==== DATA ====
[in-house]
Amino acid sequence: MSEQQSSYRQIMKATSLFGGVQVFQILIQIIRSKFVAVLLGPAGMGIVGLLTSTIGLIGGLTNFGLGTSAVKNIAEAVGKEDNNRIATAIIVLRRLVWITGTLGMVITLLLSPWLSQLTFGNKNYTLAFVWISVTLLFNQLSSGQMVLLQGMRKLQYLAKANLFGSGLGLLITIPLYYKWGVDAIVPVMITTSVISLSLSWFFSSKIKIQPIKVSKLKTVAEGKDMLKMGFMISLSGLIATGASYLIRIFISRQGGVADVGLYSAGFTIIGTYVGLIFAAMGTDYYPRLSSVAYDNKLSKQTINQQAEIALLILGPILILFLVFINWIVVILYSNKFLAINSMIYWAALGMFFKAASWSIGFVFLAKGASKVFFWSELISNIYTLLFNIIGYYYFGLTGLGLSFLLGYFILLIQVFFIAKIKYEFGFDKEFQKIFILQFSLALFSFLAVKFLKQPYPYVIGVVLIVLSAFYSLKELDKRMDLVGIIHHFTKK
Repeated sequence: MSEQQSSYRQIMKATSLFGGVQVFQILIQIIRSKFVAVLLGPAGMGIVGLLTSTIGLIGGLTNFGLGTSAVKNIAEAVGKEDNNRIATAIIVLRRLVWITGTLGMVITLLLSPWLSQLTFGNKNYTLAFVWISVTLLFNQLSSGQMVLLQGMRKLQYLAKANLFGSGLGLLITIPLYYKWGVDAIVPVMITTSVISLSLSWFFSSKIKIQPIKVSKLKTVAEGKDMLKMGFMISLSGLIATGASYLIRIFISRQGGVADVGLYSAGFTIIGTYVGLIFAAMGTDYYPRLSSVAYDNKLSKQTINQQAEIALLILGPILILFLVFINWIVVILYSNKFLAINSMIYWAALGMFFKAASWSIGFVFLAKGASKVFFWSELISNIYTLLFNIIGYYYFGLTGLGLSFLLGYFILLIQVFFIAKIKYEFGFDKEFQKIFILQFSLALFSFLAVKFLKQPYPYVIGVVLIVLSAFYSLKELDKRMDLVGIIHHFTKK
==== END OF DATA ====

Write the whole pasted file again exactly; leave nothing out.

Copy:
[in-house]
Amino acid sequence: MSEQQSSYRQIMKATSLFGGVQVFQILIQIIRSKFVAVLLGPAGMGIVGLLTSTIGLIGGLTNFGLGTSAVKNIAEAVGKEDNNRIATAIIVLRRLVWITGTLGMVITLLLSPWLSQLTFGNKNYTLAFVWISVTLLFNQLSSGQMVLLQGMRKLQYLAKANLFGSGLGLLITIPLYYKWGVDAIVPVMITTSVISLSLSWFFSSKIKIQPIKVSKLKTVAEGKDMLKMGFMISLSGLIATGASYLIRIFISRQGGVADVGLYSAGFTIIGTYVGLIFAAMGTDYYPRLSSVAYDNKLSKQTINQQAEIALLILGPILILFLVFINWIVVILYSNKFLAINSMIYWAALGMFFKAASWSIGFVFLAKGASKVFFWSELISNIYTLLFNIIGYYYFGLTGLGLSFLLGYFILLIQVFFIAKIKYEFGFDKEFQKIFILQFSLALFSFLAVKFLKQPYPYVIGVVLIVLSAFYSLKELDKRMDLVGIIHHFTKK
Repeated sequence: MSEQQSSYRQIMKATSLFGGVQVFQILIQIIRSKFVAVLLGPAGMGIVGLLTSTIGLIGGLTNFGLGTSAVKNIAEAVGKEDNNRIATAIIVLRRLVWITGTLGMVITLLLSPWLSQLTFGNKNYTLAFVWISVTLLFNQLSSGQMVLLQGMRKLQYLAKANLFGSGLGLLITIPLYYKWGVDAIVPVMITTSVISLSLSWFFSSKIKIQPIKVSKLKTVAEGKDMLKMGFMISLSGLIATGASYLIRIFISRQGGVADVGLYSAGFTIIGTYVGLIFAAMGTDYYPRLSSVAYDNKLSKQTINQQAEIALLILGPILILFLVFINWIVVILYSNKFLAINSMIYWAALGMFFKAASWSIGFVFLAKGASKVFFWSELISNIYTLLFNIIGYYYFGLTGLGLSFLLGYFILLIQVFFIAKIKYEFGFDKEFQKIFILQFSLALFSFLAVKFLKQPYPYVIGVVLIVLSAFYSLKELDKRMDLVGIIHHFTKK